Companies unprepared for cyber attacks
23 May 2013
Channel Islands' companies are at risk of incurring significant expense dealing with the aftermath of a cyber attack.
As a UK government commissioned survey reveals the number of cyber attacks hitting businesses has soared in the past year and it is discovered that international cyber terrorists are specifically targeting Jersey, Rossborough and Next Generation IT are advising companies not to be complacent.
'Cyber criminals are becoming increasingly sophisticated and companies are more at risk than ever of having their cyber security compromised,' said managing director of Rossborough Guernsey Ian Stewart.
'Keeping electronic information safe and secure is vital to a business's bottom line and no sector is immune from attack. The information that every company has stored can have a financial value and companies shouldn't underestimate the cost of rectifying an attack.'
Mr Stewart said that there is a misconception that traditional liability products address internet exposures but that liability for loss of customer or employee data is not typically covered under a corporate insurance policy.
'Some existing business insurance policies that offer general liability and director and officer liability may provide a measure of coverage for those areas but most companies will only discover if there are any gaps in what is and what isn't covered after an attack,' he said.
'Businesses can protect themselves and Cyber Liability Insurance offers cutting edge protection for exposures arising out of all forms of electronic communications. It addresses the first and third-party risks associated with e-business, the Internet, networks and informational assets, and can be built on a modular basis to suit any business needs.'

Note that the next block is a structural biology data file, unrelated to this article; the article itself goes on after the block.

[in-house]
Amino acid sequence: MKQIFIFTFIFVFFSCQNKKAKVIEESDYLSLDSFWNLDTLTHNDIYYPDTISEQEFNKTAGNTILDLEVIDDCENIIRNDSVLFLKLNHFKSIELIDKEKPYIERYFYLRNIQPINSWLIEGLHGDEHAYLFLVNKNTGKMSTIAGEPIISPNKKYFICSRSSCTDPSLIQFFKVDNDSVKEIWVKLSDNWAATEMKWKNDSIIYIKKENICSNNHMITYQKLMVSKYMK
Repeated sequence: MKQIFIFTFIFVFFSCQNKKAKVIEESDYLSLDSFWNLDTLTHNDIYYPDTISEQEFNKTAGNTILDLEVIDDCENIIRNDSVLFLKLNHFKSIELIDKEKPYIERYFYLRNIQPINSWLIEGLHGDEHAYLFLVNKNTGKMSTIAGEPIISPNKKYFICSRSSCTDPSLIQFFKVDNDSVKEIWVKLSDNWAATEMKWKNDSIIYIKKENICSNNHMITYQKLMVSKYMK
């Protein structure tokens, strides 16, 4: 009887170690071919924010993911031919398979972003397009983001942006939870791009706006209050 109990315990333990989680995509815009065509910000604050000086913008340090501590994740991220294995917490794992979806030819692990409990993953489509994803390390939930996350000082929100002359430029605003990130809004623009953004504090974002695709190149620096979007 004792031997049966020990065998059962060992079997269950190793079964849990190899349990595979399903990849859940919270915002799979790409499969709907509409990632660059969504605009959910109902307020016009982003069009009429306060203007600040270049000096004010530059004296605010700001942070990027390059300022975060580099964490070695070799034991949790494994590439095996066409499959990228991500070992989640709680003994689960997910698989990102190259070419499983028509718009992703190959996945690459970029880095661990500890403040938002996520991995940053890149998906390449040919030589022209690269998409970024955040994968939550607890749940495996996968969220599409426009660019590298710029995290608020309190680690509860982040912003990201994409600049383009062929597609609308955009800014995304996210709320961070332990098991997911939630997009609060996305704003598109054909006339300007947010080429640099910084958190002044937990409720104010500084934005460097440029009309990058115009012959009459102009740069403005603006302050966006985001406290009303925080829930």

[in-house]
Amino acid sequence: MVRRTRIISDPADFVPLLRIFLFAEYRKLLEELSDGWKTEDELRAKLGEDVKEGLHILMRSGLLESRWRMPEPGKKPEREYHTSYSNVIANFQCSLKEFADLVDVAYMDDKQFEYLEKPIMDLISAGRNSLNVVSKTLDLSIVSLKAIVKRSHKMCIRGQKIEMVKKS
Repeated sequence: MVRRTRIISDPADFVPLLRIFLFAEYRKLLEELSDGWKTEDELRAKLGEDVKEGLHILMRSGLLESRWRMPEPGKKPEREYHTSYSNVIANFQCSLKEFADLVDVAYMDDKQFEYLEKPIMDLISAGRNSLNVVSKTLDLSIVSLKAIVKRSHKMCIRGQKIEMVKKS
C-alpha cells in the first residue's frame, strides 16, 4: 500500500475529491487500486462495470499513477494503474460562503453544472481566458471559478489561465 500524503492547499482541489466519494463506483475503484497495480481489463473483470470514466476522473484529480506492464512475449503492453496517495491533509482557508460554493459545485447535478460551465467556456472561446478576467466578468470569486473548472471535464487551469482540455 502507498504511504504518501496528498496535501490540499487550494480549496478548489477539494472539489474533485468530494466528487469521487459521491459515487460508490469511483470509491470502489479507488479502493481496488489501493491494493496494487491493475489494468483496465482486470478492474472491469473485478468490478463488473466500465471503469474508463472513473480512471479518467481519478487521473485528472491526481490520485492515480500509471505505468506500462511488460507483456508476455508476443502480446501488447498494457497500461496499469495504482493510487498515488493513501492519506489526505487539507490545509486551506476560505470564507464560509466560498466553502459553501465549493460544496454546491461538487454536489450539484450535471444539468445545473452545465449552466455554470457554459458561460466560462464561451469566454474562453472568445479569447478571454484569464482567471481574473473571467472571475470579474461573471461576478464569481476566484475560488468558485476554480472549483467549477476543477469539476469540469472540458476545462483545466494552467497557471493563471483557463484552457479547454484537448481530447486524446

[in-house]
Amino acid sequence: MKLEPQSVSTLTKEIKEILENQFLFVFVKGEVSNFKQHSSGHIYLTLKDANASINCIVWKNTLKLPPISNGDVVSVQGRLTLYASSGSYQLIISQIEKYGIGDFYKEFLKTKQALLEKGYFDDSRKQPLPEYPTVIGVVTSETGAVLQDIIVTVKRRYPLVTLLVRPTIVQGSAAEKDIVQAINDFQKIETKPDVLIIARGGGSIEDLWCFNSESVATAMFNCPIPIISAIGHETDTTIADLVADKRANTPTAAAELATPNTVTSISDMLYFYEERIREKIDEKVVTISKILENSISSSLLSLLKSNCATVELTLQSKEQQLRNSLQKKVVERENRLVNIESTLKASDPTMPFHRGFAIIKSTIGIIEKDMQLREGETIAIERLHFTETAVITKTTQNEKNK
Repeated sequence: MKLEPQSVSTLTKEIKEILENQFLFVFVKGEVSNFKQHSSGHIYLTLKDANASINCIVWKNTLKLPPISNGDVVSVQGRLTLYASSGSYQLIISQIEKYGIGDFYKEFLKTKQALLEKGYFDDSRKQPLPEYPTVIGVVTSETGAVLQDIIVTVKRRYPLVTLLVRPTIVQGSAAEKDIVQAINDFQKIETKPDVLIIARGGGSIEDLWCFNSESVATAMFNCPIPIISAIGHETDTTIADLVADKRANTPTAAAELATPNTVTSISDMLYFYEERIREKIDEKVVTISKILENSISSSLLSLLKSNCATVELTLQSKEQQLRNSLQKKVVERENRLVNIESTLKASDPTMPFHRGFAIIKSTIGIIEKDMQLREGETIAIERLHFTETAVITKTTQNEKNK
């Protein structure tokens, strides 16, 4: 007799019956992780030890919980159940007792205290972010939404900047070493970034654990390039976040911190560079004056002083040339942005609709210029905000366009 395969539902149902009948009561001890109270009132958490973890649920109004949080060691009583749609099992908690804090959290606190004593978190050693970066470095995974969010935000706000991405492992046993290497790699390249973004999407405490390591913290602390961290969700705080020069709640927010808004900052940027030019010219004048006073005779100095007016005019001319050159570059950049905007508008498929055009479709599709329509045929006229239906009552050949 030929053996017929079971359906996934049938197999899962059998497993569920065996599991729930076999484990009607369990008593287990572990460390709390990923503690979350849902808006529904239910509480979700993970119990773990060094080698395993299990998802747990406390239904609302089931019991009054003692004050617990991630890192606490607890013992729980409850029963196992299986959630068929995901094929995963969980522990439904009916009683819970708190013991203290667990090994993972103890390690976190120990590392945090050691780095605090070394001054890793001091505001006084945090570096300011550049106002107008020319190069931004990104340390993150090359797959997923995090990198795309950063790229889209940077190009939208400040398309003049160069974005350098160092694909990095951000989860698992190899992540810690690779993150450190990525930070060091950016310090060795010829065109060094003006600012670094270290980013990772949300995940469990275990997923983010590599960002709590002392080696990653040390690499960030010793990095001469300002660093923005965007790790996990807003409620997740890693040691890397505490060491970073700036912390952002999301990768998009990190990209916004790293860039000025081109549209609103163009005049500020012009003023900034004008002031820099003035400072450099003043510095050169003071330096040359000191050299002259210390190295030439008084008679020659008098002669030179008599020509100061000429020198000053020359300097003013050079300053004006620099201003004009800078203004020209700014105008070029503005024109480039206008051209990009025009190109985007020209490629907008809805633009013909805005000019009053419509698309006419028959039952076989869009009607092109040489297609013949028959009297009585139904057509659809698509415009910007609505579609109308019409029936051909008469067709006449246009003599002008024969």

The Information Security Breaches Survey, commissioned by the Department for Business, Innovation and Skills (BIS), found some of the incidents caused more than £1 million of damage. The survey showed 87% of small firms experienced a security breach last year, which was a 10% increase on 2011, and 93% of large organisations had also been targeted. Affected companies experienced 50% more attacks on average than a year ago.
Next Generation IT director Jason Connolly said companies can take some very simple steps to minimise the risk of a cyber-attack.
'The most likely cause for an attack is having weak passwords. A recent study found that the top three most commonly used passwords were password, 123456 and 12345678 which really presents no challenge for a hacker, regardless of whether they are targeting you for a specific reason to either damage your reputation or for financial gain or are simply being malicious,' he said.
'Companies need to have a well-maintained system which meets industry best-practices for securing their system, particularly regular patching. One of the most important measures is to carry out regular health checks to ensure any potential breaches are detected, investigated and corrective actions are taken to remove any infection and fix any weaknesses to minimise damage to the company.'
Mr Connolly said that as more and more business is carried out over the internet this had increased the odds of an attack.
'People often remotely access their work systems over the internet, but do not always take adequate security precautions, for instance accessing from internet cafes or home computers which are used by others and will often have malware on them,' he said.
'Adding an additional layer of security with two factor authentication can help, and only remotely accessing from a non-shared PC or laptop is highly recommended.
'Cyber-attacks are becoming increasingly sophisticated but if companies take a step back, look at themselves from the outside to see what information they have that might be valuable, take preventative steps and carry out regular health checks, then they will have made significant progress in minimising the risk.'